Question or think critically about your lesson as it is being taught.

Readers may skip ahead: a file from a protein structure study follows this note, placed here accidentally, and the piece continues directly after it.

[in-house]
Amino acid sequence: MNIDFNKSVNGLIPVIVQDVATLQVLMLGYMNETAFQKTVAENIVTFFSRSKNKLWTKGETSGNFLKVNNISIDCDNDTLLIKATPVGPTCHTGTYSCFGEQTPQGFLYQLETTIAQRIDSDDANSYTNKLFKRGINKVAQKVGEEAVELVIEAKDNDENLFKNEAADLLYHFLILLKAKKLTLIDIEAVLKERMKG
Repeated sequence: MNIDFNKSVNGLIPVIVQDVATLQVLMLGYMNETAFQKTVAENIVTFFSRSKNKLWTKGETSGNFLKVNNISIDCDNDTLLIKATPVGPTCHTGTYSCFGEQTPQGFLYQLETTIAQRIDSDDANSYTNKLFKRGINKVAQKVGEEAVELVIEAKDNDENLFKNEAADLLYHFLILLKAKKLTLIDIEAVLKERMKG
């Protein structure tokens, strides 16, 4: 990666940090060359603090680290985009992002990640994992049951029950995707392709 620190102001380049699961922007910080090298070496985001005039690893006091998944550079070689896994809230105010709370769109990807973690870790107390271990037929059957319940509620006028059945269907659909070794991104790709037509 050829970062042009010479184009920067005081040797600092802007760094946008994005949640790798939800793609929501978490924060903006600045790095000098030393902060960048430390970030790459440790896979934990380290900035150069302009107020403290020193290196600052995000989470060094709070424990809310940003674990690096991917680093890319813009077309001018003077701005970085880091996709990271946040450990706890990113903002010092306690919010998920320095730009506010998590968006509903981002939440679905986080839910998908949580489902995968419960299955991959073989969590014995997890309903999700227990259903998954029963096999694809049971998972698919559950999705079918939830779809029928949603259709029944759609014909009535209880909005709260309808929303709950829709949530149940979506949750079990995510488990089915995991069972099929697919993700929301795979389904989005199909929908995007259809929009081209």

Here, a reflective music teacher questions or thinks critically- on the spot, in ‘the thick of things’- about what is being taught and the intended outcome, sometimes having to assess, revise, and implement new approaches and activities immediately (Schön, 1983).The process of developing and ‘fine tuning’, so as to improve the overall ‘sound quality’ of a classroom percussion ensemble, will involve discarding or altering rhythmic and melodic patterns. These changes are ordinarily made during actual rehearsals and via the process of questioning or thinking, and, indeed, listening critically ‘on the spot in the thick of things’ (Schön, 1987) as students practice and/or perform. Vignette 1 below demonstrates this by outlining an episode of implementing a classroom instrumental percussion ensemble, and vignette 2 also demonstrates by using a drum-kit lesson episode.I worked with grade three students at a local elementary school on a classroom instrumental percussion ensemble. The ‘piece’ I chose for the foundation of the ensemble was ‘Blue Moon’ by Richard Rogers. The ensemble was slated to perform during a local children’s festival of the arts competition. Having taught different rhythmic and melodic accompaniment patterns by rote to various groups of students, and hearing the groups play together, there was the need to vary the parts to add ‘interest’ to the performance. This meant varying the use and intensity of various instruments, sound quality and volume. After many hours of listening, questioning or thinking critically during rehearsals, multi alterations to various parts of the ensemble were tried. The process of making changes ‘on the spot in the thick of things’ via questioning or critical thinking allowed me to get the overall ‘sound’ I desired. The ensemble played during the festival competition and received a first place award in that category of the competition (Vignette 1).I taught a group of mixed age and ability students to play the drum-kit. They were taught basic two, three and four drumming patterns. I used the lecture demonstration method of teaching where I spoke about and demonstrated each pattern on the drum-kit. Students then took turns playing each pattern on the kit. All but one was able to play the patterns as demonstrated. As the students took their turns, I questioned or thought critically about possible reasons why that student was unable to play the patterns. I decided (on the spot in the thick of things, (Schön, 1987) to draw the required patterns on sheets of A4 paper and placed these on a music stand, so that the student could see what was required. To my amazement, he was able to play the required patterns when they were not only spoken of and demonstrated, but displayed visually (Vignette 2).A word of caution: given the nature of the music classroom, it is not possible to question or think critically ‘on the spot in the thick of things’ about all aspects of the lesson being taught. In such situations, the immediate task at hand or the perceived ‘problem’ should be the main focus of questioning or critical thinking. Vignette 2 clearly displays this occurrence where one student’s inability to play the required patterns became the focus of questioning and critical thinking.